Now that stone crab season is upon us, you gotta see the Captain. It's Florida lobster season too, so you gotta see the Captain. And if you want live softshell crabs, fresh Cape Canaveral shrimp, pumpkin swordfish, spear-caught hog snapper and more, you gotta see the Captain.
"The Captain" would be Capt. Frank's Seafood Market, an unassuming little place just off I-95 in Boynton Beach that, in an age when chain everythings swallow independent operators like a Great White with a mile-long tapeworm, refuses to be swept out with the tide.
There was, in fact, a Capt. Frank. He was the grandfather of market founder Richard Parsons, who opened the Boynton location--the sister market to the original in New York--in 1986.
Nine years later seafood-savvy New Yorker, Joey Sclafani, bought the
Captain and set about turning it into one of the best fish markets in
What sets Capt. Frank's apart from the rest is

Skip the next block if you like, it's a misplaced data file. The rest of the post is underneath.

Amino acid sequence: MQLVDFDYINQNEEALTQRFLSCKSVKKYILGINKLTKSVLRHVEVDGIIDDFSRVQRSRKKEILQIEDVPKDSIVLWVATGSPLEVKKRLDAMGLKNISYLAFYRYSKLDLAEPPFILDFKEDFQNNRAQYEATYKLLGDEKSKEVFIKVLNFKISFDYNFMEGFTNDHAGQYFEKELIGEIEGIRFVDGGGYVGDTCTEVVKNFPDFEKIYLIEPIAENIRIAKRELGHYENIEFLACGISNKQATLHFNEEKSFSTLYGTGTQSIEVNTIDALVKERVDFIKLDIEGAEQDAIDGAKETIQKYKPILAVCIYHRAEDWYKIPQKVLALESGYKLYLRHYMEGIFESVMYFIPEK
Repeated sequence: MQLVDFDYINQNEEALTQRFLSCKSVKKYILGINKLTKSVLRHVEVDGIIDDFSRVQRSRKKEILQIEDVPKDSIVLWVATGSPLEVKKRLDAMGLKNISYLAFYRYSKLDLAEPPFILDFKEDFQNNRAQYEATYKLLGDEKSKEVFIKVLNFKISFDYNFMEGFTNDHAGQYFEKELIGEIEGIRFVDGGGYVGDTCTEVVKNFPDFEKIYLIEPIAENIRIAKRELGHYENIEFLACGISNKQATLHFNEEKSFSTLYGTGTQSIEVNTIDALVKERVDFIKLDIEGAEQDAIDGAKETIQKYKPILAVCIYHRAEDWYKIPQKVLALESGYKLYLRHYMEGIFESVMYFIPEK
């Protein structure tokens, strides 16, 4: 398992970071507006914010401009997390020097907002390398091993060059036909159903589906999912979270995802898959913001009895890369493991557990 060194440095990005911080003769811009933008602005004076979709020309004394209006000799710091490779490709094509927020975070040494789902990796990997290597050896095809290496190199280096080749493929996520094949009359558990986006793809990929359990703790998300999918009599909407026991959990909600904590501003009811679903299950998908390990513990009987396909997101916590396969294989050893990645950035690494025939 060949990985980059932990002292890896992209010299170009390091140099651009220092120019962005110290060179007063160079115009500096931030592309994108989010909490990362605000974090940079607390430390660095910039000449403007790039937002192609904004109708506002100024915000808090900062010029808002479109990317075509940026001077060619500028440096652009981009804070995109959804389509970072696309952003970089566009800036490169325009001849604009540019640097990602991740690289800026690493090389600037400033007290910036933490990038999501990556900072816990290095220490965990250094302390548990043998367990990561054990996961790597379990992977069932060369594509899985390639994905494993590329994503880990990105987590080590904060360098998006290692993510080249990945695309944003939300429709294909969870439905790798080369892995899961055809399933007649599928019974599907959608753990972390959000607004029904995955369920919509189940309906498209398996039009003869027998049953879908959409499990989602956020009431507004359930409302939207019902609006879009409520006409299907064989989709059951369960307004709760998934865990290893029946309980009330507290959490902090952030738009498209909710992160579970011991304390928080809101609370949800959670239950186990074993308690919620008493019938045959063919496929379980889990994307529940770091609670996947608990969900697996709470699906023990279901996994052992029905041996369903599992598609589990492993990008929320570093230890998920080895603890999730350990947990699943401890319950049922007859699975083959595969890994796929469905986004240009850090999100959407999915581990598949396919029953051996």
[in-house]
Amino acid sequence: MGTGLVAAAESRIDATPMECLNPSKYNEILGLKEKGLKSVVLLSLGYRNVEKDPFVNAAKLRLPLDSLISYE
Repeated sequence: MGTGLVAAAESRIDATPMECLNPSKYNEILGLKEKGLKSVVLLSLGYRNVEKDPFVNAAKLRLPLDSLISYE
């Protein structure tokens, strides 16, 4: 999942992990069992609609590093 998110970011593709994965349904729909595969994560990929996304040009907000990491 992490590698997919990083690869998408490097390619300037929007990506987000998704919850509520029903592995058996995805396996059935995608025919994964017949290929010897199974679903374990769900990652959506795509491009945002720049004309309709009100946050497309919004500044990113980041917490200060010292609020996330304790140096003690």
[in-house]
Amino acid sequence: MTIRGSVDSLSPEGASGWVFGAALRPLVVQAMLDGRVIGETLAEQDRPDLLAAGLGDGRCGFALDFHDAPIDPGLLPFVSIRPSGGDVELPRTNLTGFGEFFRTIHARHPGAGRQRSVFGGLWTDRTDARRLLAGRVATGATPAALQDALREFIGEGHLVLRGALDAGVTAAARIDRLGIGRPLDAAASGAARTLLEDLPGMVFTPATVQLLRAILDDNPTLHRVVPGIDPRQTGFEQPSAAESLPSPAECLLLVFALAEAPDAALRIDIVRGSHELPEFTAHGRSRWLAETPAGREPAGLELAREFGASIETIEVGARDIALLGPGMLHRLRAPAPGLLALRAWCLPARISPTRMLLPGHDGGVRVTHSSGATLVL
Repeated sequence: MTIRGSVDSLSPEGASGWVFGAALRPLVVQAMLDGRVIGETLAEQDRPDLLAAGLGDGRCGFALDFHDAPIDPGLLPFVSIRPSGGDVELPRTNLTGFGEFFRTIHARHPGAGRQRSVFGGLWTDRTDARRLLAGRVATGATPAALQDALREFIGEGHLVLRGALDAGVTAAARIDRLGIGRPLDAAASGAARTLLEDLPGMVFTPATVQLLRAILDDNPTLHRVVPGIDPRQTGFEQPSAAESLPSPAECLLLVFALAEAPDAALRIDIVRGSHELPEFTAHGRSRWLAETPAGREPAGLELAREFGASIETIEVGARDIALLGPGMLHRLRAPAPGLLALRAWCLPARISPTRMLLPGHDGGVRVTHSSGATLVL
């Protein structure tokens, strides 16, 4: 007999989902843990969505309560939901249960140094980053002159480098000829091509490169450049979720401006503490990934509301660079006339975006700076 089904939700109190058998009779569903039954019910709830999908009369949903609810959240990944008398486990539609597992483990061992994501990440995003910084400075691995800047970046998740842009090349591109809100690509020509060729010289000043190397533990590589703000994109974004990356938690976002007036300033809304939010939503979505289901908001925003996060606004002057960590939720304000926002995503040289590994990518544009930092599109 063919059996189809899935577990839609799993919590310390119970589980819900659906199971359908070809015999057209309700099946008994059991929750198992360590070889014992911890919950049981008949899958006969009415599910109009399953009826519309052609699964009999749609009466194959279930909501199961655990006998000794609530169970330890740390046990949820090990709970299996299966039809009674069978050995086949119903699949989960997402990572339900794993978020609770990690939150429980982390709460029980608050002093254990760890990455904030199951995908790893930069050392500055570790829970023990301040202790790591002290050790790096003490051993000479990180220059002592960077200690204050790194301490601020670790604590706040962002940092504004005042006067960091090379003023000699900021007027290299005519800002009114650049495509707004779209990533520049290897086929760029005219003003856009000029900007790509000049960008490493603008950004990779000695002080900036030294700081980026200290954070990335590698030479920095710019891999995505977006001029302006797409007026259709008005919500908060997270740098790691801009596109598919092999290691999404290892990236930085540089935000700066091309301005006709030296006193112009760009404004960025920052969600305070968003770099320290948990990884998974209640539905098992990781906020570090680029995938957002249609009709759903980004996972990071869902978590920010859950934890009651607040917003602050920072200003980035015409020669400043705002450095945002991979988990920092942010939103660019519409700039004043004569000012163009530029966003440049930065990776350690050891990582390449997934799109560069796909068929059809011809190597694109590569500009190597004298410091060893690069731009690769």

both the quality and selection of its fish and shellfish; Sclafani buys
only from a handful of suppliers and directly from fishermen
themselves, breaking down all product in-house. "We cut everything
here," he says. "We don't buy anything pre-cut."
most markets, where the selection is usually grouper, mahi, yellowtail,
farm-raised salmon, frozen shellfish and maybe some clams or mussels,
Frank's gets the stuff that hard to find most anywhere else. Three
kinds of clams, Chilean sea bass, Scottish salmon, Key West pink
shrimp, tiny (and fresh) bay scallops, cobia, sushi-grade tuna and, if
things work out, maybe live Dungeness crab, not to mention everything
mentioned a few grafs up.
Of course, none of this comes
cheap--no seafood worth eating really is--but for what you'll pay at
Whole Foods or the reeking fish counter at Publix, you can get seafood
that looks, smells and tastes like it's fresh out of the water.
the season's first batch of stone crabs are sweet and tasty (Frank's
Joe's-style sauce is a good complement), and though our recent spate of
hot weather left the little fellas rather sluggish, the cold front that
came through earlier this week stirred them up again, raising hopes
that this might be a good season for crabbers who desperately need one